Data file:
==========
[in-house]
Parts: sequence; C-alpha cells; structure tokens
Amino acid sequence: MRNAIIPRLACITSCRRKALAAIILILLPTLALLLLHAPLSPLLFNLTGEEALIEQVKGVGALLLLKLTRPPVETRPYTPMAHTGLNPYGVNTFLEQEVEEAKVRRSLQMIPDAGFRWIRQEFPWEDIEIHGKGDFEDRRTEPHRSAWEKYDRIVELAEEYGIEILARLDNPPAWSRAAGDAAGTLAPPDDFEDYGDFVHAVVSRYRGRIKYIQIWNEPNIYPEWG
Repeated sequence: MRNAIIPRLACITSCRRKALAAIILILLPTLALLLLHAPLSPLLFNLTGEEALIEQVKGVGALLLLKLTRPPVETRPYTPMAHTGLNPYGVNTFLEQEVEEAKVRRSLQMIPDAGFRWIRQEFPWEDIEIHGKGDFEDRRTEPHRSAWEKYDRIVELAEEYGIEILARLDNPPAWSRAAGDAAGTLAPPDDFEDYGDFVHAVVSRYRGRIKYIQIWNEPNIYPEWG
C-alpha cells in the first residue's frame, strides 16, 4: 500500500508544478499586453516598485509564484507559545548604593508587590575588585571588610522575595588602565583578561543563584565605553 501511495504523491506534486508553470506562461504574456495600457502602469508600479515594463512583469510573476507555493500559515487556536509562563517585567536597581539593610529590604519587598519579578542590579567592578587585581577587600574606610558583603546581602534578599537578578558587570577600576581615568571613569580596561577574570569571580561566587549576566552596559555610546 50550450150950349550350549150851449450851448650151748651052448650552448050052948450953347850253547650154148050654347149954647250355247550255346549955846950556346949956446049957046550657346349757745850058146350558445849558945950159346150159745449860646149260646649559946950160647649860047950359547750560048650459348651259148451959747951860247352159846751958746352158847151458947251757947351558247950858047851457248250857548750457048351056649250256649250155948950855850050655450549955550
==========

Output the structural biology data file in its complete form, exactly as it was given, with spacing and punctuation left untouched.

[in-house]
Parts: sequence; C-alpha cells; structure tokens
Amino acid sequence: MRNAIIPRLACITSCRRKALAAIILILLPTLALLLLHAPLSPLLFNLTGEEALIEQVKGVGALLLLKLTRPPVETRPYTPMAHTGLNPYGVNTFLEQEVEEAKVRRSLQMIPDAGFRWIRQEFPWEDIEIHGKGDFEDRRTEPHRSAWEKYDRIVELAEEYGIEILARLDNPPAWSRAAGDAAGTLAPPDDFEDYGDFVHAVVSRYRGRIKYIQIWNEPNIYPEWG
Repeated sequence: MRNAIIPRLACITSCRRKALAAIILILLPTLALLLLHAPLSPLLFNLTGEEALIEQVKGVGALLLLKLTRPPVETRPYTPMAHTGLNPYGVNTFLEQEVEEAKVRRSLQMIPDAGFRWIRQEFPWEDIEIHGKGDFEDRRTEPHRSAWEKYDRIVELAEEYGIEILARLDNPPAWSRAAGDAAGTLAPPDDFEDYGDFVHAVVSRYRGRIKYIQIWNEPNIYPEWG
C-alpha cells in the first residue's frame, strides 16, 4: 500500500508544478499586453516598485509564484507559545548604593508587590575588585571588610522575595588602565583578561543563584565605553 501511495504523491506534486508553470506562461504574456495600457502602469508600479515594463512583469510573476507555493500559515487556536509562563517585567536597581539593610529590604519587598519579578542590579567592578587585581577587600574606610558583603546581602534578599537578578558587570577600576581615568571613569580596561577574570569571580561566587549576566552596559555610546 50550450150950349550350549150851449450851448650151748651052448650552448050052948450953347850253547650154148050654347149954647250355247550255346549955846950556346949956446049957046550657346349757745850058146350558445849558945950159346150159745449860646149260646649559946950160647649860047950359547750560048650459348651259148451959747951860247352159846751958746352158847151458947251757947351558247950858047851457248250857548750457048351056649250256649250155948950855850050655450549955550